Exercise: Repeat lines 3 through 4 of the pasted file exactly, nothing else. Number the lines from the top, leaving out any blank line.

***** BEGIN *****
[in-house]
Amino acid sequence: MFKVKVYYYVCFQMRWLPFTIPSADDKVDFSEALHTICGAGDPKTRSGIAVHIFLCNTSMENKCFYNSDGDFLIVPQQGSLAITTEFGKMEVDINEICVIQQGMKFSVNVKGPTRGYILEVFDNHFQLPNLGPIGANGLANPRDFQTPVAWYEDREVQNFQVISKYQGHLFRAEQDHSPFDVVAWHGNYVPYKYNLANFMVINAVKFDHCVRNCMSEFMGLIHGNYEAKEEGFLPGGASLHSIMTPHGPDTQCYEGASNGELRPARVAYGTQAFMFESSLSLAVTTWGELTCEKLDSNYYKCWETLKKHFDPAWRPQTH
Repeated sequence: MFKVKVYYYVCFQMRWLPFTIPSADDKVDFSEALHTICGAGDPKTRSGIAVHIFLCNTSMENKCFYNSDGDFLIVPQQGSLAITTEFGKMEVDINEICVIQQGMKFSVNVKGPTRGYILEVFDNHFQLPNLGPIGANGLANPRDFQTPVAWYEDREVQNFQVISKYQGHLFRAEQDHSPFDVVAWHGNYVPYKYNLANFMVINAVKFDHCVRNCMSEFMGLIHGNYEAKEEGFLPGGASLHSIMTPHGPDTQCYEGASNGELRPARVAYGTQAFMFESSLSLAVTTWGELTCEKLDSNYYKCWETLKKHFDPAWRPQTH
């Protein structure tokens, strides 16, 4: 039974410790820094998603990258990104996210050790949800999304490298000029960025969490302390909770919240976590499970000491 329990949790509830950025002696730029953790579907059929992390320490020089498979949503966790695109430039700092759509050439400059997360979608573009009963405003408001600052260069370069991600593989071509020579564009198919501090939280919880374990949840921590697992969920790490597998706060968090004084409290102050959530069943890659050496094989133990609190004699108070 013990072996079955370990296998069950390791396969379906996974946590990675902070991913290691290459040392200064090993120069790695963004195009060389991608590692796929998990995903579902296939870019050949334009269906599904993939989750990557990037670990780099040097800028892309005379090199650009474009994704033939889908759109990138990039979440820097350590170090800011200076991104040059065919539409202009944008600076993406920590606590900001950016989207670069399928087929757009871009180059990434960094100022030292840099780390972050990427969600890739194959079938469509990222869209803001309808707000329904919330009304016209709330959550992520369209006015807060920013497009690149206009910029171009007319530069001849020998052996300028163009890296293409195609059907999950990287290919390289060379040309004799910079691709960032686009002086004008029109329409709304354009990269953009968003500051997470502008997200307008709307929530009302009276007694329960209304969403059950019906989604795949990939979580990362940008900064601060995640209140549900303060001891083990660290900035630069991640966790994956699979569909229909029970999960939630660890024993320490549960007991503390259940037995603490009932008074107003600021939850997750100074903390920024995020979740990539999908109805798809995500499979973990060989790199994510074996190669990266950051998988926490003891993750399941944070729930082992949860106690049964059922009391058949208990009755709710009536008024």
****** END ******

Repeated sequence: MFKVKVYYYVCFQMRWLPFTIPSADDKVDFSEALHTICGAGDPKTRSGIAVHIFLCNTSMENKCFYNSDGDFLIVPQQGSLAITTEFGKMEVDINEICVIQQGMKFSVNVKGPTRGYILEVFDNHFQLPNLGPIGANGLANPRDFQTPVAWYEDREVQNFQVISKYQGHLFRAEQDHSPFDVVAWHGNYVPYKYNLANFMVINAVKFDHCVRNCMSEFMGLIHGNYEAKEEGFLPGGASLHSIMTPHGPDTQCYEGASNGELRPARVAYGTQAFMFESSLSLAVTTWGELTCEKLDSNYYKCWETLKKHFDPAWRPQTH
């Protein structure tokens, strides 16, 4: 039974410790820094998603990258990104996210050790949800999304490298000029960025969490302390909770919240976590499970000491 329990949790509830950025002696730029953790579907059929992390320490020089498979949503966790695109430039700092759509050439400059997360979608573009009963405003408001600052260069370069991600593989071509020579564009198919501090939280919880374990949840921590697992969920790490597998706060968090004084409290102050959530069943890659050496094989133990609190004699108070 013990072996079955370990296998069950390791396969379906996974946590990675902070991913290691290459040392200064090993120069790695963004195009060389991608590692796929998990995903579902296939870019050949334009269906599904993939989750990557990037670990780099040097800028892309005379090199650009474009994704033939889908759109990138990039979440820097350590170090800011200076991104040059065919539409202009944008600076993406920590606590900001950016989207670069399928087929757009871009180059990434960094100022030292840099780390972050990427969600890739194959079938469509990222869209803001309808707000329904919330009304016209709330959550992520369209006015807060920013497009690149206009910029171009007319530069001849020998052996300028163009890296293409195609059907999950990287290919390289060379040309004799910079691709960032686009002086004008029109329409709304354009990269953009968003500051997470502008997200307008709307929530009302009276007694329960209304969403059950019906989604795949990939979580990362940008900064601060995640209140549900303060001891083990660290900035630069991640966790994956699979569909229909029970999960939630660890024993320490549960007991503390259940037995603490009932008074107003600021939850997750100074903390920024995020979740990539999908109805798809995500499979973990060989790199994510074996190669990266950051998988926490003891993750399941944070729930082992949860106690049964059922009391058949208990009755709710009536008024």